When creating a theme, it is often very handy to break up the CSS into multiple files for the purpose of keeping things better organized. Luckily, Drupal has built-in CSS optimization on the admin/settings/performance page, but during development it is sometime quite easy to run up a large number of CSS files being used.
Need an fast way to theme a submit button on your site? Using one hook_form_alter() function and some simple CSS, it's fairly easy to do.
The method below actually keeps the text of the button as text and not part of the image (this allows you to reuse the button image for multiple buttons), but you can just as easily set the #value attribute to '' to get rid of the text.
You'll use hook_form_alter() to simply add a CSS class to the button you want to theme and to modify the text of the button.
A common development practice is to keep a local web server running on your laptop, or a development/staging server. A feature of Drupal designed for multisite installations can actually help you out in this situation.
Different servers often mean different databases, database users, and passwords. Sometimes, you may also need to point to a different files/ directory or tmp/ directory, especially if you are moving between Windows to Linux, or a local machine to a server.
Getting quick and easy control of rounded corners is a bit of a holy grail for theme developers and CSS jockeys. In order to do rounded corners correctly and have them appear consistent across a wide range of browsers often entails several additional HTML elements (usually DIVs) and several hours of CSS head-banging.
An easy way to get around this, providing you're willing to give up rounded corners in IE (a big "if", I know) is to utilize a couple of browser-specific CSS properties. Both Firefox and Safari utilize the "border-radius" CSS properties. For example:
The Context module is a great way to get a site's unwieldy block configuration page under control. It allows you to display individual blocks only when a certain "context" is available.
For example, a context may be set when a particular view is displayed. When that happens, you can use the Context module to display certain blocks alongside the view. If you find yourself writing block visibility code over-and-over again, the context module will save you time and headaches.
When developing a Drupal site, sometimes you have the need to reset a password - either for yourself or another user. Often, when working with a copy of live data, I want to be able to login as another user who is already in the system. Rather than asking them for their password, I use this method to change it.
While Drupal's built-in "reset password" functionality or user editing capabilities work great, if you're like me and tend to work with your database editor open, there's a quick-and-dirty way to quickly change a user's password.
Perhaps the most critical component of a Drupal site's security is the user login. For a login attack to be successful, the attacker must guess both the username and its password -- usually an impossible feat. But if the username can be easily guessed, that reduces the potency of this key security barrier. Far too many Drupal sites have "admin" as a username. Even worse, this is typically not a username assigned to a user who only has permissions for relatively innocuous capabilities, such as commenting on articles.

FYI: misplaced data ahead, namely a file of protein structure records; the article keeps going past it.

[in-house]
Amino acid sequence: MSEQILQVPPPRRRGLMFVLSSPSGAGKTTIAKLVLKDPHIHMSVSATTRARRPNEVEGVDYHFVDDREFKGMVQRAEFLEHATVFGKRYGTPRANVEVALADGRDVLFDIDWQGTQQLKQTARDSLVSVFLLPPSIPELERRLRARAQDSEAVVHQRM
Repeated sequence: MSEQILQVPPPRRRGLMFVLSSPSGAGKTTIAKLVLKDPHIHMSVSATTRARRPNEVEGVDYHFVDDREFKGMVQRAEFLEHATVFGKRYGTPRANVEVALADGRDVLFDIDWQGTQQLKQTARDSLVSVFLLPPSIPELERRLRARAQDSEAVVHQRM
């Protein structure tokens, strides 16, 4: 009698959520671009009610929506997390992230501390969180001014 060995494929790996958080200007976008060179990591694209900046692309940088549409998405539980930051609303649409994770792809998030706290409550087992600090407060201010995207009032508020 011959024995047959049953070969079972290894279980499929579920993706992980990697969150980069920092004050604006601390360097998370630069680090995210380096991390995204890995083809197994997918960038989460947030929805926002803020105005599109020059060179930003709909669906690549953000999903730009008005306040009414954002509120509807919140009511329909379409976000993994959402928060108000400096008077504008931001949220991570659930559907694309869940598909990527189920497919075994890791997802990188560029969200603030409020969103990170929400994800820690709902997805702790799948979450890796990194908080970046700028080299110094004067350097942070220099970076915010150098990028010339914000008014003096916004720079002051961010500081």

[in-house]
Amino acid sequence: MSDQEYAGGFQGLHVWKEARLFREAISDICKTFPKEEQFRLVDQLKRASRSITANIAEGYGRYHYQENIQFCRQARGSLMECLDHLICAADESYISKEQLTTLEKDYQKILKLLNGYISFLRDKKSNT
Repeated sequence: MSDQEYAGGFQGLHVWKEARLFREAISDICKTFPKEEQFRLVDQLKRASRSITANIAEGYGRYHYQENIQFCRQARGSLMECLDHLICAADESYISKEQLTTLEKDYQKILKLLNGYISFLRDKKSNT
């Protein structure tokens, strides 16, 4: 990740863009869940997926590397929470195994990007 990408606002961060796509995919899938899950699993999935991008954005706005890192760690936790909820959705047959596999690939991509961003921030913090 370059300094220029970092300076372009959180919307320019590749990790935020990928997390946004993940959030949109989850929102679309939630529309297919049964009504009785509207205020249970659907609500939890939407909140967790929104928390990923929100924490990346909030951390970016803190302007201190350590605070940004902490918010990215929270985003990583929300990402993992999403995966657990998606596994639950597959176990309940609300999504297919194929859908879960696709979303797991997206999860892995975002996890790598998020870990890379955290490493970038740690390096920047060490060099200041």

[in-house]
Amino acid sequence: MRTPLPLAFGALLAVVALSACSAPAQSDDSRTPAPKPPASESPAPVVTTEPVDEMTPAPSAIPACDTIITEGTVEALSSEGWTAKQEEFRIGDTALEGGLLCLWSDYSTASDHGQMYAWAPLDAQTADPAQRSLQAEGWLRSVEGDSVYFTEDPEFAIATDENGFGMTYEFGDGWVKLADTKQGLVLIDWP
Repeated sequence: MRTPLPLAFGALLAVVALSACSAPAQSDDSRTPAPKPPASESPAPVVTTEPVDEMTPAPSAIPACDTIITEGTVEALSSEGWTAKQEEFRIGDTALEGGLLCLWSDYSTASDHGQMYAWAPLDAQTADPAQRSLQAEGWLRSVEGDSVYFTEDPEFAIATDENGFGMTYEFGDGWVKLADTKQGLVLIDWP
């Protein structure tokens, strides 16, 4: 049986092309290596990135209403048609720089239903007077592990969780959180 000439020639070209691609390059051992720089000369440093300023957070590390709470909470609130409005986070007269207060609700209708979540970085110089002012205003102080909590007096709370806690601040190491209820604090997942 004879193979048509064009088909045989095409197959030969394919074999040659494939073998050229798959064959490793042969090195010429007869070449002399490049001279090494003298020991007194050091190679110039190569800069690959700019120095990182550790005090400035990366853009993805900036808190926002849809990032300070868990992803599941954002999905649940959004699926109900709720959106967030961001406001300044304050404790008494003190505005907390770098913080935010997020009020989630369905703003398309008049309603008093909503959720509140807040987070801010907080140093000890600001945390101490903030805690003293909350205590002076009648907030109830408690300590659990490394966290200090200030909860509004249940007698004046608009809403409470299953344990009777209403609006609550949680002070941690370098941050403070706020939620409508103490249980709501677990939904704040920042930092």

If you use the most excellent Calendar module, then you probably know that it defaults to a "Month" view. Here's the easy way to change the default view to something different.
In your calendar's main view, click on the "defaults" tab, and then click to edit the "Date: Date (node)" argument. Simply change the "granularity" setting to whatever you want the default view to be and you're golden.
(I found this tip deep in the Drupal.org forums.)
Need a quick way to show a map of node location data on your site? If you're using the Location module to collect address data for your nodes, then you're almost there.
More often than I'd like to admit, I run into the same little issue that usually takes me more than a couple of minutes to figure out. In this specific case, the small issue that I'm talking about is map views that I create not showing all the markers I think they should.
This is going to be a really quick QuickTip today - if you've ever added a generic text field to a CCK content type to contain a phone number - stop it.
Image Resize Filter is an fantastic tool for giving content administrators the ability to place and resize images within rich-text editor-enabled fields. The genius behind this module is that it is actually a Drupal input filter that resizes images on the fly based on what the user does in the rich-text editor.
If you use CCK's Node Reference field often, then this tip is for you.
Occasionally I run into the situation when I start adding a new node that contains a Node Reference field only to get half-way through before realizing that the node I want to reference doesn't exist yet. At that point I have to stop what I'm doing, open a new browser window, create the node I want to reference, then reload the original node's "add" form. What a hassle.
If your client is being very picky about the titles of certain pages, especially views, you may find yourself needing to write some code to set the title at the theme level. This is normally fine, since Drupal 6 has some great hooks, like hook_preprocess_page() and its cousins for blocks, nodes, and user profiles.